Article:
But I wonder if he doesn't become even more likeable in retrospect, and I don't mean that in a critical way. You see, there are entertainers who are timeless becuase they always seem relevant. But others, like Andy Williams, are timeless because they epitomize their time.
What does that mean? Well, I'm not sure. Even as I try to figure it out I struggle to explain it in words. But Sinatra, for example, is always Sinatra; and whenever you watch him (at least until his last, trying years), you feel like it's happening right now. Inside that concert hall it could be 1958 or 1988; it doesn't really matter. Time is what Frank says it is. And that's why Frank's always cool.
But when you watch a DVD of an Andy Williams Christmas special, time doesn't stand still; instead, you’re transported back in time. Perhaps, as in my case, it’s to childhood; for others, it might be the days of your first job, your first love, your first Christmas together. Watching Andy sing with his brothers, you might find yourself remembering trips back home for the holidays; when he walks down the streets of an imaginary downtown, it might be the town where you grew up.; when the whole family sits around the fireplace singing carols, it could be your family on a cold winter’s eve. The feeling you get watching one of these shows is more than just pleasure; it's a sense of warmth, of security, of simple pleasure.
And just as you smile when Frank Sinatra sings "You make me feel so young" because Frank's always young when he sings that, no matter how old he is, you smile when you watch Andy Williams because he makes you feel so young. Frank comes into your life; Andy brings you into his. We can (and often do) idealize the past, but when Andy sings "The Most Wonderful Time of the Year" (a song written for one of his shows, by the way), you remember what it was like when people actually went downtown to do their shopping, when cities actually used the word "Christmas" without fear, when Peace on Earth wasn't a cynical dream. But don't take my word for it; those shows were special to everyone.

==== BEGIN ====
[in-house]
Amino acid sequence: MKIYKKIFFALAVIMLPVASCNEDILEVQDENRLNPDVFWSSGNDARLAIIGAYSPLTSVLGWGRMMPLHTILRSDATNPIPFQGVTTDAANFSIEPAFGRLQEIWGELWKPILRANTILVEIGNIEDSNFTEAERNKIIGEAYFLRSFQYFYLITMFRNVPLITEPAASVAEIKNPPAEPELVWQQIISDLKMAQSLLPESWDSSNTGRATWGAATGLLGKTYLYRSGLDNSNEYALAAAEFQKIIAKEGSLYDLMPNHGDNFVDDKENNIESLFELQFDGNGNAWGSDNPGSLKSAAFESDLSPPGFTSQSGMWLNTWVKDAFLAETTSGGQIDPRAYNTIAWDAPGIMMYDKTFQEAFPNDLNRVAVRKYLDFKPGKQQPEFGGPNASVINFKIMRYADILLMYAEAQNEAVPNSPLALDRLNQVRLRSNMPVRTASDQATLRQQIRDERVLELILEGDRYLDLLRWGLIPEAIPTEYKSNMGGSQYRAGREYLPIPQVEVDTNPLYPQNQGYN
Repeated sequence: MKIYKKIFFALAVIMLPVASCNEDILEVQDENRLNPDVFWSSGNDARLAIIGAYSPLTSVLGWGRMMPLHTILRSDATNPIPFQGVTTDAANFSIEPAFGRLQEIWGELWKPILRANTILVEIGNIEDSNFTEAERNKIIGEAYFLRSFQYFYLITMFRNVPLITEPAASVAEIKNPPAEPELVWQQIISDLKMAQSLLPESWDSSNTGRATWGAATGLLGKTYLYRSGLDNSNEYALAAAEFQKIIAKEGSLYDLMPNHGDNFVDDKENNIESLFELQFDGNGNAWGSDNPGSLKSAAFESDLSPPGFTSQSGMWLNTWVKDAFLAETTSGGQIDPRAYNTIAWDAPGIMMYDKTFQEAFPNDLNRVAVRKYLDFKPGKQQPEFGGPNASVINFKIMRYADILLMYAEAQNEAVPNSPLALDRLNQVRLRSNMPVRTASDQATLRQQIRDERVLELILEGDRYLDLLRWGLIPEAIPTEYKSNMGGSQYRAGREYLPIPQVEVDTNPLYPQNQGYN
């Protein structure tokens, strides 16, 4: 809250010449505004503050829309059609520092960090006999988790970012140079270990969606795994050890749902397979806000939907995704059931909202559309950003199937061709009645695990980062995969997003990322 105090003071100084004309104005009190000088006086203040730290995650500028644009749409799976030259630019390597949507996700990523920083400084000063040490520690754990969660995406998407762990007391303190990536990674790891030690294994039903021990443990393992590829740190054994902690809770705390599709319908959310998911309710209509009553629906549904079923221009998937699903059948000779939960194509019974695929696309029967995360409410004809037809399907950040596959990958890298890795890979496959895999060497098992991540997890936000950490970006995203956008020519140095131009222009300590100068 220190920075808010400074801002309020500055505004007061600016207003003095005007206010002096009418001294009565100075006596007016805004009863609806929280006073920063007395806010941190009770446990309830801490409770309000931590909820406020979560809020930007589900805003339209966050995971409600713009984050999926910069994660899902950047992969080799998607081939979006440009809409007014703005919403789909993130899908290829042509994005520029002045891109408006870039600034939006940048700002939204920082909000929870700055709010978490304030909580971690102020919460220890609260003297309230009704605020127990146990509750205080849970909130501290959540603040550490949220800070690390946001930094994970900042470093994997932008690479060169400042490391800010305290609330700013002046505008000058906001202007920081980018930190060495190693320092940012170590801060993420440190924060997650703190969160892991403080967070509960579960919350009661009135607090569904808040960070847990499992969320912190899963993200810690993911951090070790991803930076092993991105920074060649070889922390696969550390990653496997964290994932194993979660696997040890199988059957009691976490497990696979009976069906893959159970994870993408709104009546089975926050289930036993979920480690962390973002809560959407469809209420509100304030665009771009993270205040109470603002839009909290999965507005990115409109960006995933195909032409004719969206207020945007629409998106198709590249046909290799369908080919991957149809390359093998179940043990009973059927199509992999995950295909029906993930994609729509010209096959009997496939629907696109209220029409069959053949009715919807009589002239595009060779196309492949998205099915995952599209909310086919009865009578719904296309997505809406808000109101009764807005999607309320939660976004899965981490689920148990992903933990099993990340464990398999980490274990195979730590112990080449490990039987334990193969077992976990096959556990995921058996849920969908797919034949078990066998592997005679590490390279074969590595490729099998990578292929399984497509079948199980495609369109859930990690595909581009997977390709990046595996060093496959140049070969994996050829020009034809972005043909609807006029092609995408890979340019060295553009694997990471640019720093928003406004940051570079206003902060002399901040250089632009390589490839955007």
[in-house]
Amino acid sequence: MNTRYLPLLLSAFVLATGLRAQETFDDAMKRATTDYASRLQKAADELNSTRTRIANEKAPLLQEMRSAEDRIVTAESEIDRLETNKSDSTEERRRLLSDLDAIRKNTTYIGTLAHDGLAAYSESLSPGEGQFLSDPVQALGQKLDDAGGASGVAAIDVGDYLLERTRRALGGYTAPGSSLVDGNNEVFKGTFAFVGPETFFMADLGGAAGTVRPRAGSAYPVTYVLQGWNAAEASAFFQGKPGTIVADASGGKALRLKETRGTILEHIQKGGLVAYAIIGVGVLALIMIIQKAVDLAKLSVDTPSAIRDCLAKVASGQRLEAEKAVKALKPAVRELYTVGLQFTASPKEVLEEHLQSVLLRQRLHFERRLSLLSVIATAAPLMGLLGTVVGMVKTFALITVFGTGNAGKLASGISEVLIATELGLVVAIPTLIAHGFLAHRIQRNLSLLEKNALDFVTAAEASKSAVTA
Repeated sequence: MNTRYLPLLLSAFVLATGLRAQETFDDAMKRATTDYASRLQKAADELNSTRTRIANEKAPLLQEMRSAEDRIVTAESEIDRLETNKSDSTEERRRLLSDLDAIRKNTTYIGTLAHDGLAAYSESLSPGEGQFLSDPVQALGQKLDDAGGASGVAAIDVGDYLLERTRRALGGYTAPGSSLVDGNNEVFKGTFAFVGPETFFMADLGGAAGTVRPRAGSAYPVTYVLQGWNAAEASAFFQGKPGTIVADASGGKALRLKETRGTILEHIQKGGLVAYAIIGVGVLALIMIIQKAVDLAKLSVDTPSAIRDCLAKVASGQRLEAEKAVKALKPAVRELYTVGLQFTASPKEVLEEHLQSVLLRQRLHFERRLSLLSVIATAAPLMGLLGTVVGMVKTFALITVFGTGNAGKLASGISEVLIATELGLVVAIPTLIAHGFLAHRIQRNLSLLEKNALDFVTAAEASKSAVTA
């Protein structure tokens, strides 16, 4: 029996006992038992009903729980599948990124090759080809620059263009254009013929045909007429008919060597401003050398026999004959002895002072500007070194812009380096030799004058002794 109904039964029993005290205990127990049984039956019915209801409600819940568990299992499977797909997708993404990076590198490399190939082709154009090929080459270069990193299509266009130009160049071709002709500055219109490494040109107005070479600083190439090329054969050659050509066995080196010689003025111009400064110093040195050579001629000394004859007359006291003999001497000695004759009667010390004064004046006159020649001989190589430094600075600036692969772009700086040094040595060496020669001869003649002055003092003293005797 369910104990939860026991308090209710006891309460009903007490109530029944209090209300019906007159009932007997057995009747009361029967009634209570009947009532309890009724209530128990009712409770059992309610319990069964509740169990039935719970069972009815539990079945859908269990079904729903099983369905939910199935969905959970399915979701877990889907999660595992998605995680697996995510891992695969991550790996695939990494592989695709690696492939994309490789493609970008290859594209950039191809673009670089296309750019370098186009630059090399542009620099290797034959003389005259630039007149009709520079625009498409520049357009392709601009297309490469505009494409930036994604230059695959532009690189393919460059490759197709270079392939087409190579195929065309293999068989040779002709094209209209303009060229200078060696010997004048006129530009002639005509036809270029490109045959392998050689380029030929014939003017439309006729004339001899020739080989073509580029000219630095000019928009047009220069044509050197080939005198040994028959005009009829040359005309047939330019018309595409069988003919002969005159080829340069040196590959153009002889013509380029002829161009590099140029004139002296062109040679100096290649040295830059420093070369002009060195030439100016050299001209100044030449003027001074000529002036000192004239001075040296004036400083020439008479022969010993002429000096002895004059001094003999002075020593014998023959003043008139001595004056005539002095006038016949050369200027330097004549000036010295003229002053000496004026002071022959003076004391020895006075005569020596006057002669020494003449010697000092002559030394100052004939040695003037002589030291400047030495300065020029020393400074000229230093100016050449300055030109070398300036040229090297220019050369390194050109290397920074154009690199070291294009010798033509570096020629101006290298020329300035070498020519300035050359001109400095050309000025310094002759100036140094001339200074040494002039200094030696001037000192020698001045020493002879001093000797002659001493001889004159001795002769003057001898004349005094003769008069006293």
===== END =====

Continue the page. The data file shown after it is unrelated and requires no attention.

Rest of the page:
And that's why Andy Williams' Christmas shows are even better now than they were then; perhaps back then we took everything for granted, assumed that things would continue to be the way they'd always been. Back then we didn't need Andy Williams to tell us how things were, because we were there. Today, we need him because we'll never get back there again. And so when we read today of his death of cancer, at age 84, we mourned his death, but in a way he'll never be dead; he'll always be frozen in that time machine, keeping it ready for us every Christmas.
But if this is too existential for you, then let's just enjoy Andy doing what he does best: singing, and making us feel just a little bit better for it.